From “The President Acts on Gun Violence” by the New York Times Editorial Board:
In the hope of combating America’s intolerable levels of gun violence, with Congress refusing to pass hugely popular gun-safety measures, President Obama is issuing a modest, limited set of executive actions on guns.
Most of the actions are aimed at making it harder for criminals and other dangerous people to get their hands on a firearm. But to listen to the Republican presidential candidates, who weighed in before they even knew the details, one would think Mr. Obama had declared martial law and called in the tanks.
On “Fox News Sunday,” former Gov. Jeb Bush of Florida said Mr. Obama’s “first impulse is always to take rights away from law-abiding citizens.” Donald Trump told CBS’s “Face the Nation,” “I don’t like anything having to do with changing our Second Amendment.” Gov. Chris Christie of New Jersey, also on “Fox News Sunday,” dismissed the orders as “illegal” and called Mr. Obama, among other things, a “petulant child,” a “king” and a “dictator.”
Spare us the bluster. Mr. Obama is not taking away any law-abiding citizen’s guns or changing the Second Amendment. To the contrary, his actions are in line with the stated priorities of gun-rights activists: keeping guns from people likely to use them in crimes, and enforcing gun laws already on the books.
The editorial goes on to explain that gun sellers will be required to implement background checks for all sales and place limitations on multiple sales. The background check data base will be improved. The editorial notes that “In Virginia, follow-up investigations of those denied a gun because of a background check have led to more than 14,000 arrests.”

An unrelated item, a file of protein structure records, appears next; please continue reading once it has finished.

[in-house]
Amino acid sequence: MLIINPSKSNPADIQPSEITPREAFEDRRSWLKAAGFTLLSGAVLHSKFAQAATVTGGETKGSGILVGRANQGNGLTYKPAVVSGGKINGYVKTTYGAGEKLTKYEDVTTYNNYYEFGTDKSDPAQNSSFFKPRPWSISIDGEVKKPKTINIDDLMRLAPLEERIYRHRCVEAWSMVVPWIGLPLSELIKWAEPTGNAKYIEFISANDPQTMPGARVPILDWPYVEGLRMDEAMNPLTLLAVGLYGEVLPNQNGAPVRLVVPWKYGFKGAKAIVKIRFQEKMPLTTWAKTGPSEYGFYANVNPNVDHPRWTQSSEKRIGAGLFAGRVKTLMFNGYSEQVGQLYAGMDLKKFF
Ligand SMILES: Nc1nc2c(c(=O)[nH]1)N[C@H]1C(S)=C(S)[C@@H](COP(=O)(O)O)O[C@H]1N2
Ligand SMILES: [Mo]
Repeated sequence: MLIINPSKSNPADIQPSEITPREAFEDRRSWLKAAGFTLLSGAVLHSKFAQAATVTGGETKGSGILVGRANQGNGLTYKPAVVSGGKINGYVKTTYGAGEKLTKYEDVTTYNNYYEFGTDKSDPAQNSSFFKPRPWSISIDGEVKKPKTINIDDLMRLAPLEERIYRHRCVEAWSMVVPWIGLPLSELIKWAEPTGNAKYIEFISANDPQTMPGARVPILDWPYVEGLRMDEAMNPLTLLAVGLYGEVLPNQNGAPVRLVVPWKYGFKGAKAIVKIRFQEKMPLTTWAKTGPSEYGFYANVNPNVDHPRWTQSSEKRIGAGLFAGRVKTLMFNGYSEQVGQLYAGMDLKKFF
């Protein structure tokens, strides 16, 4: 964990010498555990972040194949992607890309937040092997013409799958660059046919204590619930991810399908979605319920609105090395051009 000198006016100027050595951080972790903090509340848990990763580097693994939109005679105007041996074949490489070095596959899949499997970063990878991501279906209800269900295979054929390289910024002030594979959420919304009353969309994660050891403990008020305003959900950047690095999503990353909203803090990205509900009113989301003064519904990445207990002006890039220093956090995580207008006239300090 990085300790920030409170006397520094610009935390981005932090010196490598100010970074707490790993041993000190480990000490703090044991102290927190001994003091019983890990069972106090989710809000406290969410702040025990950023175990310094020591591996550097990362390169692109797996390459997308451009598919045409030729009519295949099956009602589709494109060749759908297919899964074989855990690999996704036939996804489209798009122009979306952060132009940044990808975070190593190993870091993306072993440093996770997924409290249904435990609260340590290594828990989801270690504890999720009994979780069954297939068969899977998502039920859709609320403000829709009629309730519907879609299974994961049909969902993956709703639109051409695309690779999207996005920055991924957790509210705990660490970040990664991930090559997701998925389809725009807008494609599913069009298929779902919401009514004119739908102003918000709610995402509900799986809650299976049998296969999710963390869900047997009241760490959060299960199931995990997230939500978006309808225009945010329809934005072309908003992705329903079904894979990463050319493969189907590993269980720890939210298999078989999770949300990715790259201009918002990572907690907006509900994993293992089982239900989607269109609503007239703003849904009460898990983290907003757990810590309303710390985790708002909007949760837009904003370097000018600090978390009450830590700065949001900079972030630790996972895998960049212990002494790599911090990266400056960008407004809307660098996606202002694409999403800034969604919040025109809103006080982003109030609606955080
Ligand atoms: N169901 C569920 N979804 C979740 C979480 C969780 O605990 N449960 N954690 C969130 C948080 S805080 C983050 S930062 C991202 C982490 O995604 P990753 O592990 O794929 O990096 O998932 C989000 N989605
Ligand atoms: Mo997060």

Further, “Other presidential actions include delivering a budget proposal with money for 200 new agents and investigators for the Bureau of Alcohol, Tobacco, Firearms and Explosives to help enforce existing gun laws.” Obama would also require “dealers to notify authorities when guns are lost or stolen in transit” expand “law enforcement access to mental-health records” and “funding for research into gun-safety technology.”
The editorial notes that “Congress could pass far more expansive and effective legislation, such as universal background checks, which have been associated with large declines in gun deaths in the 18 states that have implemented them.” However, “members of Congress, almost all of them Republican, have chosen to do the bidding of a gun lobby that is astonishingly out of step with the public. For years, about 9 in 10 Americans — and nearly as many households with a National Rifle Association member — have supported universal background checks, and yet the N.R.A. reflexively opposes them.”
Perhaps it’s time to frame gun violence as a central national security issue, as much as the threat of terrorism from outside the U.S. Indeed, Republicans in congress have been equally-reluctant to restrict access to automatic weapons by anyone and many more Americans have been killed by thugs with guns than by international terrorists of any sort.
Republican elected officials at every level have obediently followed NRA directives for decades. As a result, the death toll of Americans who might have been saved by reasonable restrictions on access to the most deadly weapons continues to mount.
Some Democratic office-holders in red states are understandably apprehensive about supporting any gun access restrictions. But a careful reading of opinion polls indicates that a number of reasonable, specific restrictions have broad support, especially when accompanied by a public education campaign.
For example, the public overwhelmingly supports background checks, restricting purchase and sale of automatic weapons and denying gun access to individuals on terrorist watch lists. It’s time for Democrats to provide stronger leadership on behalf of such popular measures, and President Obama’s initiative is a good beginning to address this long-lingering threat to our national security.